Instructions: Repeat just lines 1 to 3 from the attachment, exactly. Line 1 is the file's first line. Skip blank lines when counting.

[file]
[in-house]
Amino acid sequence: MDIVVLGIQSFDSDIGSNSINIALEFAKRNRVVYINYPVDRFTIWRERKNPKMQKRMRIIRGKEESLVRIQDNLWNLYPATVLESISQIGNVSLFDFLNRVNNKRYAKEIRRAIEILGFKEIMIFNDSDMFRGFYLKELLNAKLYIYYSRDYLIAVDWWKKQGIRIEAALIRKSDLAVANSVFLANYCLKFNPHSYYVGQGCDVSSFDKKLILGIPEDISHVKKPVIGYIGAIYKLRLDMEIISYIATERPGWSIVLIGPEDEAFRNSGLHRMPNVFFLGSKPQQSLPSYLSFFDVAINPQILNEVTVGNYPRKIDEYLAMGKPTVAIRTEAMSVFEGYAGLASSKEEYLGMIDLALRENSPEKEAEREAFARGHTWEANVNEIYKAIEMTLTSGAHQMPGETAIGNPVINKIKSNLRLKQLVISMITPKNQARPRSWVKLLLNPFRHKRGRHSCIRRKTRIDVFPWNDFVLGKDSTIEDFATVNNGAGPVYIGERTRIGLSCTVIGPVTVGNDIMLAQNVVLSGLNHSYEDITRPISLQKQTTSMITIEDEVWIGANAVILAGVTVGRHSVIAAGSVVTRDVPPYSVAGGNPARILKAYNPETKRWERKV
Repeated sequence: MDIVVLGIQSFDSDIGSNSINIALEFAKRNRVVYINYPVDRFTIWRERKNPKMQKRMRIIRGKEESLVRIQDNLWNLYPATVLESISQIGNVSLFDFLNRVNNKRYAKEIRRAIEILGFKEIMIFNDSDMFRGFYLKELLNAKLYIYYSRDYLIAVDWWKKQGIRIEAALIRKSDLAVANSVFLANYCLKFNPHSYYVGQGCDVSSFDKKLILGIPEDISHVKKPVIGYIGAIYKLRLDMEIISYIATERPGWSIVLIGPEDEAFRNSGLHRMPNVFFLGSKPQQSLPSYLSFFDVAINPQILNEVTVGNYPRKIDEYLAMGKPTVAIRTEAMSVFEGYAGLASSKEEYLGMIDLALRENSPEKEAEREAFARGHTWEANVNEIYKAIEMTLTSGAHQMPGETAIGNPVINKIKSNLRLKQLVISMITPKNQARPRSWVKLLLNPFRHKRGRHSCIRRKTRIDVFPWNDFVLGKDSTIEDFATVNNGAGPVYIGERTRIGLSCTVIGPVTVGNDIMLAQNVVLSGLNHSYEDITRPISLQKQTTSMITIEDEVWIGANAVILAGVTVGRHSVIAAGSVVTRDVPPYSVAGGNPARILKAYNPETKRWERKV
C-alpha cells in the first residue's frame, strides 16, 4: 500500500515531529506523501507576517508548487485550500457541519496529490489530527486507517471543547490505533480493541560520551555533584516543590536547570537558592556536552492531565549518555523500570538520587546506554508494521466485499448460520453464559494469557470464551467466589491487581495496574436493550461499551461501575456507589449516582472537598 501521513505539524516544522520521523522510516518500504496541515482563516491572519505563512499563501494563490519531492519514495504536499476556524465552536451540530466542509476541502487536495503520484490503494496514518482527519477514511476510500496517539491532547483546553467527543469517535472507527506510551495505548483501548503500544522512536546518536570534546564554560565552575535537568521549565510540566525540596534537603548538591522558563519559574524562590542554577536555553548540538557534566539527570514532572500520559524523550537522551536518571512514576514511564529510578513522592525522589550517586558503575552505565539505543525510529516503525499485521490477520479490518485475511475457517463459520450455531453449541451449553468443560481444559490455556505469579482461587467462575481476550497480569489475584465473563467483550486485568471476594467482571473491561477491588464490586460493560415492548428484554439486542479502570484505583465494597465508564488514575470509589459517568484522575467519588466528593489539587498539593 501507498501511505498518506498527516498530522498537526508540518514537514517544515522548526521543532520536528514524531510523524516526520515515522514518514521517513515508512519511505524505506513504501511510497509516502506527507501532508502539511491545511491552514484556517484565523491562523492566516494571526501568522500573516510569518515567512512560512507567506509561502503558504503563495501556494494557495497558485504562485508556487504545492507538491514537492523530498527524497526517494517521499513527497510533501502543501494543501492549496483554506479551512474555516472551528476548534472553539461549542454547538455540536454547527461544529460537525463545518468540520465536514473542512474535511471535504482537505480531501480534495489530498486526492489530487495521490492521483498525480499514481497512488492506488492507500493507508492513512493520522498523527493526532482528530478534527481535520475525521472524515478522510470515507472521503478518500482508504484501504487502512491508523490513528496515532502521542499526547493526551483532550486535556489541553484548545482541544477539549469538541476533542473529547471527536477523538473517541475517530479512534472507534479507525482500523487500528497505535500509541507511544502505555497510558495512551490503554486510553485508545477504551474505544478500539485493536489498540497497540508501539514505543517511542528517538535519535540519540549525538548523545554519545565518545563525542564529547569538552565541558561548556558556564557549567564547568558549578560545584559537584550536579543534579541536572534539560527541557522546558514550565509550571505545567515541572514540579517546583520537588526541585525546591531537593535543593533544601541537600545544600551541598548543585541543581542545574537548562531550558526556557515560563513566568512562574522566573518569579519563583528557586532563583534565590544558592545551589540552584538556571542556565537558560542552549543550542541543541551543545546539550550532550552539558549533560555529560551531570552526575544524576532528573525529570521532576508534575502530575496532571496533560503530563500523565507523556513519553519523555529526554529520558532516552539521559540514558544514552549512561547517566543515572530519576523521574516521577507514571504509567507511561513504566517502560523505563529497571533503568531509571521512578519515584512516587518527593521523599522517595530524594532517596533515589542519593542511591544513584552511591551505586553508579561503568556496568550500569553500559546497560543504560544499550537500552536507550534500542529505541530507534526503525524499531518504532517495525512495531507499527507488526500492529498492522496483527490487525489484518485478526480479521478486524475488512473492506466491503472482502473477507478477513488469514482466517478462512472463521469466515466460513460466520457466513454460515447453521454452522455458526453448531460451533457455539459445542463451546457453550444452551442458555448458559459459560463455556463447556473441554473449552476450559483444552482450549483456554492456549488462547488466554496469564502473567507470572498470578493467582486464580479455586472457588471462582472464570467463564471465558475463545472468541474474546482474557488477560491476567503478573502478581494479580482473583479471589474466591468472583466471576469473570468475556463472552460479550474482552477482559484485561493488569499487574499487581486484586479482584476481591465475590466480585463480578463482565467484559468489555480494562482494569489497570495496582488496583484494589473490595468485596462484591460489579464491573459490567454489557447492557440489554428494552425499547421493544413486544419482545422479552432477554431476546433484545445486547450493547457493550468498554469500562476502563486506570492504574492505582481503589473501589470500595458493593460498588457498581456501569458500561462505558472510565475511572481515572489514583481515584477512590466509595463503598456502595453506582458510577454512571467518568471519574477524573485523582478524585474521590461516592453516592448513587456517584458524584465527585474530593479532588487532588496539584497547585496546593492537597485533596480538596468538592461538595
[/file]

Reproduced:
[in-house]
Amino acid sequence: MDIVVLGIQSFDSDIGSNSINIALEFAKRNRVVYINYPVDRFTIWRERKNPKMQKRMRIIRGKEESLVRIQDNLWNLYPATVLESISQIGNVSLFDFLNRVNNKRYAKEIRRAIEILGFKEIMIFNDSDMFRGFYLKELLNAKLYIYYSRDYLIAVDWWKKQGIRIEAALIRKSDLAVANSVFLANYCLKFNPHSYYVGQGCDVSSFDKKLILGIPEDISHVKKPVIGYIGAIYKLRLDMEIISYIATERPGWSIVLIGPEDEAFRNSGLHRMPNVFFLGSKPQQSLPSYLSFFDVAINPQILNEVTVGNYPRKIDEYLAMGKPTVAIRTEAMSVFEGYAGLASSKEEYLGMIDLALRENSPEKEAEREAFARGHTWEANVNEIYKAIEMTLTSGAHQMPGETAIGNPVINKIKSNLRLKQLVISMITPKNQARPRSWVKLLLNPFRHKRGRHSCIRRKTRIDVFPWNDFVLGKDSTIEDFATVNNGAGPVYIGERTRIGLSCTVIGPVTVGNDIMLAQNVVLSGLNHSYEDITRPISLQKQTTSMITIEDEVWIGANAVILAGVTVGRHSVIAAGSVVTRDVPPYSVAGGNPARILKAYNPETKRWERKV
Repeated sequence: MDIVVLGIQSFDSDIGSNSINIALEFAKRNRVVYINYPVDRFTIWRERKNPKMQKRMRIIRGKEESLVRIQDNLWNLYPATVLESISQIGNVSLFDFLNRVNNKRYAKEIRRAIEILGFKEIMIFNDSDMFRGFYLKELLNAKLYIYYSRDYLIAVDWWKKQGIRIEAALIRKSDLAVANSVFLANYCLKFNPHSYYVGQGCDVSSFDKKLILGIPEDISHVKKPVIGYIGAIYKLRLDMEIISYIATERPGWSIVLIGPEDEAFRNSGLHRMPNVFFLGSKPQQSLPSYLSFFDVAINPQILNEVTVGNYPRKIDEYLAMGKPTVAIRTEAMSVFEGYAGLASSKEEYLGMIDLALRENSPEKEAEREAFARGHTWEANVNEIYKAIEMTLTSGAHQMPGETAIGNPVINKIKSNLRLKQLVISMITPKNQARPRSWVKLLLNPFRHKRGRHSCIRRKTRIDVFPWNDFVLGKDSTIEDFATVNNGAGPVYIGERTRIGLSCTVIGPVTVGNDIMLAQNVVLSGLNHSYEDITRPISLQKQTTSMITIEDEVWIGANAVILAGVTVGRHSVIAAGSVVTRDVPPYSVAGGNPARILKAYNPETKRWERKV